The last decade has witnessed momentous progress in the field of advanced optical microscopy with focus on two fronts. These are super-resolution (SR) optical microscopy commonly referred to as optical nanoscopy that has overcome what is generally known as the Abbe diffraction limit in the field of optical microscopy, and minimally invasive, three-dimensional light sheet fluorescence microscopy (LSFM) or selective plane illumination microscopy (SPIM). Optical nanoscopy comprises a panel of techniques including structured illumination microscopy (SIM) [1,2], stimulated emission depletion (STED) [3] microscopy, and single-molecule localization microscopy (SMLM) techniques such as photo activated localization microscopy (PALM) [4] and fluorescence photoactivation localization microscopy (FPALM) [5] as well as stochastic optical reconstruction microscopy (STORM) [6] and direct STORM (dSTORM) [7]. Techniques such as SR optical fluctuation imaging (SOFI) [8] and entropy-based SR imaging (ESI) [9] are based on the analysis of signal fluctuations in an acquired image series. LSFM or SPIM [10], originally developed as orthogonal-plane fluorescence optical sectioning (OPFOS) [11], uses orthogonal illumination of the sample with respect to the imaging objective lens, minimizing out-of-focus light and providing exceptional optical sectioning capability. This has made LSFM a most suitable method for live cell imaging of thick specimens.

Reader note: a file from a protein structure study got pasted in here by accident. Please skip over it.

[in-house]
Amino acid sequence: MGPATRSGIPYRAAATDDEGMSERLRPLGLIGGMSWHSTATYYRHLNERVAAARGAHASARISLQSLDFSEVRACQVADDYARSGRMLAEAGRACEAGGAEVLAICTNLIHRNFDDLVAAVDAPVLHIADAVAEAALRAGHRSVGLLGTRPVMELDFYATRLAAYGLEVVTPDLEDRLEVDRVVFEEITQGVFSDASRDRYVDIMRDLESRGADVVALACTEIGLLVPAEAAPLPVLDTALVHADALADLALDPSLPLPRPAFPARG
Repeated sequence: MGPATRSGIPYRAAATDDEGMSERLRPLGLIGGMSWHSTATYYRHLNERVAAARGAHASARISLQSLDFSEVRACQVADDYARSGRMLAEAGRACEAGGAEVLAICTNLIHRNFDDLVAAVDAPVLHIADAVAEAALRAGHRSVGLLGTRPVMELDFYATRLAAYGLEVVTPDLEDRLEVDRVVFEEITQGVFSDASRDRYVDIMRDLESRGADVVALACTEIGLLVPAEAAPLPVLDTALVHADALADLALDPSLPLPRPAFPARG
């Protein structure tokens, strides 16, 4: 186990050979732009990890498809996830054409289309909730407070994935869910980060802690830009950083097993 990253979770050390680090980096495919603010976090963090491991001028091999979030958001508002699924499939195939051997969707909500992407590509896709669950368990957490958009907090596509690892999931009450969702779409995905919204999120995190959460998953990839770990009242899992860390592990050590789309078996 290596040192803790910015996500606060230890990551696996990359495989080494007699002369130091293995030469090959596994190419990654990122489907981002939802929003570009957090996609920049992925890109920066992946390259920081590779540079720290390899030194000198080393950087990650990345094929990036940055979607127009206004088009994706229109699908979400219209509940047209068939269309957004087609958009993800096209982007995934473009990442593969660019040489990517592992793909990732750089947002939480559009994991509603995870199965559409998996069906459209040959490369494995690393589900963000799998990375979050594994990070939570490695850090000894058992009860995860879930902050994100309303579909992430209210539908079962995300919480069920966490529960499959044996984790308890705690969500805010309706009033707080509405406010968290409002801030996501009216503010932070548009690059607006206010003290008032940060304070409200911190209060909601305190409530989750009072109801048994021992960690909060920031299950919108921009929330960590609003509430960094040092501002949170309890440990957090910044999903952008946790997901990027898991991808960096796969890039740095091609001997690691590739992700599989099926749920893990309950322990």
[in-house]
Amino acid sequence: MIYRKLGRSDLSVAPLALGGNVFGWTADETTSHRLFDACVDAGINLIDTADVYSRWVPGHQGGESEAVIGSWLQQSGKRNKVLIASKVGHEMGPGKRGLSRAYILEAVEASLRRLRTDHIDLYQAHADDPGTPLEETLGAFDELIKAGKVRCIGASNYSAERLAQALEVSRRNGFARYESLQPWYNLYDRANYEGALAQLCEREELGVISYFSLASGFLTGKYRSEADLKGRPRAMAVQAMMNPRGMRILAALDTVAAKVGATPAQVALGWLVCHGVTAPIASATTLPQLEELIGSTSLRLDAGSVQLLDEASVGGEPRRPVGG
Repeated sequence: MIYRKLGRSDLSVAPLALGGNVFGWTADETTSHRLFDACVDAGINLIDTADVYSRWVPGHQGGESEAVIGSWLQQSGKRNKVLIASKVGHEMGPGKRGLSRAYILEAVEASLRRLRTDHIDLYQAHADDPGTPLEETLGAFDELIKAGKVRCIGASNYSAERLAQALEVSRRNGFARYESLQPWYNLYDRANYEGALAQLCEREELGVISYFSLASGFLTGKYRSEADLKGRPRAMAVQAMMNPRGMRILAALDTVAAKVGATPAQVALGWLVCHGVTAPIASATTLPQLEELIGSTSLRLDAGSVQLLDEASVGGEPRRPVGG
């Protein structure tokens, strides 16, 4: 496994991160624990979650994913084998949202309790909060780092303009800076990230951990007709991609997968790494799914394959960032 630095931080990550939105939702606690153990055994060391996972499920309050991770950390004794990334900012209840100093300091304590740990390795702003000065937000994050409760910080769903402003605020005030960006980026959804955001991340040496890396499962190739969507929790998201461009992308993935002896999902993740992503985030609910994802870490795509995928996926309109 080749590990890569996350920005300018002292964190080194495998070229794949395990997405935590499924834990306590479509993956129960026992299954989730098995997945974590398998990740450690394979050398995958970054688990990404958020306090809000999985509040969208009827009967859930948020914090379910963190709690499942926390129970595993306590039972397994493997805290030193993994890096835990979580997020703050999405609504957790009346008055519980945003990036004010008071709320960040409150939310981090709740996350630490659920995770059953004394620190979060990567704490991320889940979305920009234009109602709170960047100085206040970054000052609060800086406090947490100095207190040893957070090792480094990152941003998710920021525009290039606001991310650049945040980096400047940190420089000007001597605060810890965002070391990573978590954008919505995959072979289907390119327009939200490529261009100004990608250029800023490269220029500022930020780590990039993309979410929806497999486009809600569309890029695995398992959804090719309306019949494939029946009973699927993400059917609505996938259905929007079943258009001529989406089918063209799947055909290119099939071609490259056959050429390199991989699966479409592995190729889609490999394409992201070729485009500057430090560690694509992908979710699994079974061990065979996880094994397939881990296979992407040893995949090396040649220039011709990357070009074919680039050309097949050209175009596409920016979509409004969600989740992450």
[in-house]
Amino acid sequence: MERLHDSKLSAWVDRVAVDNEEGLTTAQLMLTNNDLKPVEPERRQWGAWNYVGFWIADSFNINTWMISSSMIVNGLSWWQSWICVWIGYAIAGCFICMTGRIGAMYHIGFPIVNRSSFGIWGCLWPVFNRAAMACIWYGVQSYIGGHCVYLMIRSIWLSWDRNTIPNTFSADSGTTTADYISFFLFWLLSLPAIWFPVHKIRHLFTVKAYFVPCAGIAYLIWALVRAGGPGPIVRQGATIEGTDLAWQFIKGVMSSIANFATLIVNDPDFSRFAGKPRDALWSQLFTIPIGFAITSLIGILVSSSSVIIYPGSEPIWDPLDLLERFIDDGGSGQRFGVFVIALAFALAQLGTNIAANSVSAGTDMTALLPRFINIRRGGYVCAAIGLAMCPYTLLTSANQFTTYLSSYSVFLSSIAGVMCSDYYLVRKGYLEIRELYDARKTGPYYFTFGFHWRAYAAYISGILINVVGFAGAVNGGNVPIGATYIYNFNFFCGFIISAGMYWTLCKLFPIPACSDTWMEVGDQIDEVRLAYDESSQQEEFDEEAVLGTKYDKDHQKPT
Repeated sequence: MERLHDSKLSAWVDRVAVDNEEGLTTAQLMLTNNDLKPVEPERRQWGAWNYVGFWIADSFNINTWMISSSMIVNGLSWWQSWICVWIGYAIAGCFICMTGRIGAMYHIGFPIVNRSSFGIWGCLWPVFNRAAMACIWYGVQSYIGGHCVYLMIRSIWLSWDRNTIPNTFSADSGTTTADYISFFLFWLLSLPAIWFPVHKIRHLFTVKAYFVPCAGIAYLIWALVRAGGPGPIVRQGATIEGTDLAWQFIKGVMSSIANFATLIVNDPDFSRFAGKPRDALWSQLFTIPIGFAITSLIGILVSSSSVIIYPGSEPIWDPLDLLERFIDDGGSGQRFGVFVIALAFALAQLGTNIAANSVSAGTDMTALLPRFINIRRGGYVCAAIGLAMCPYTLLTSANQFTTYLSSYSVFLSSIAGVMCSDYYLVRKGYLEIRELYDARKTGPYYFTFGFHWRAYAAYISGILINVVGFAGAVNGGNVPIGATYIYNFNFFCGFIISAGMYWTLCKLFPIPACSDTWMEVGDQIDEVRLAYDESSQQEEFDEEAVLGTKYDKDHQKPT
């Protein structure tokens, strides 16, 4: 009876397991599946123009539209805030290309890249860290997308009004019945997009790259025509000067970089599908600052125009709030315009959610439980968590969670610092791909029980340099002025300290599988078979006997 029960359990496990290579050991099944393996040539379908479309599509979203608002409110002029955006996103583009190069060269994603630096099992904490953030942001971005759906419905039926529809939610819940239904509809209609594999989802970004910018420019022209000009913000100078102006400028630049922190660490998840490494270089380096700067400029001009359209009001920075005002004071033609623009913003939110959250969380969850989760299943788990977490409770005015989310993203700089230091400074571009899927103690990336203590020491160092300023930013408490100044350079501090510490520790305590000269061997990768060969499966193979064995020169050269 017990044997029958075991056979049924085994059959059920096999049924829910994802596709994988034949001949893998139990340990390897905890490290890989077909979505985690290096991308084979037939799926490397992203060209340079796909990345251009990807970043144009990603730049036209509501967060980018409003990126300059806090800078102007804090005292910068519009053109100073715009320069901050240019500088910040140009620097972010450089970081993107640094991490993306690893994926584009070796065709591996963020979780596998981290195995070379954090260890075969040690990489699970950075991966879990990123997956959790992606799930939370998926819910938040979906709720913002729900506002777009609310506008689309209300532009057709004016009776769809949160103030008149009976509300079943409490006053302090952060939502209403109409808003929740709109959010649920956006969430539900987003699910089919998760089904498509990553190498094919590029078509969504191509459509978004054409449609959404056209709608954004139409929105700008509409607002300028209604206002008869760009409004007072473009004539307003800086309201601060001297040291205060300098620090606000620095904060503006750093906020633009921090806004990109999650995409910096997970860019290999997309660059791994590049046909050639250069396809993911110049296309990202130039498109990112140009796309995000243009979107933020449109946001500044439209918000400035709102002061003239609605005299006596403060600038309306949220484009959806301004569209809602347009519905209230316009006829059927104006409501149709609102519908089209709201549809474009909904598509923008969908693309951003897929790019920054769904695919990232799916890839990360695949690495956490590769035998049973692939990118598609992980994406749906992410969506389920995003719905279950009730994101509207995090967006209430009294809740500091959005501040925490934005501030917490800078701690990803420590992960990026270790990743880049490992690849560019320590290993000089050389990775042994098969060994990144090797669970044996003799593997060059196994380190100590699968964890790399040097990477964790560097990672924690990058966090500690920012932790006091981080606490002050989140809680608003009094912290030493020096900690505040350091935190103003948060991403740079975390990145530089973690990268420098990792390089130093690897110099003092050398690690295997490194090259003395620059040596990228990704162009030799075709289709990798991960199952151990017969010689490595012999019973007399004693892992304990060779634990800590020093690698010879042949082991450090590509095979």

Most of the present day advanced optical microscopy uses complex and costly optical microscopes to deliver specialized illumination patterns required to achieve high-resolution images while the sample lies on a simple glass slide. These advanced microscopy solutions all employ bulk optics for laser beam engineering in free-space and a microscope to deliver the illumination pattern. This approach is prone to misalignment; therefore, successful implementation requires well-calibrated optics hosted on a stable and mechanically rigid platform, consequently increasing their cost and hindering parallelization.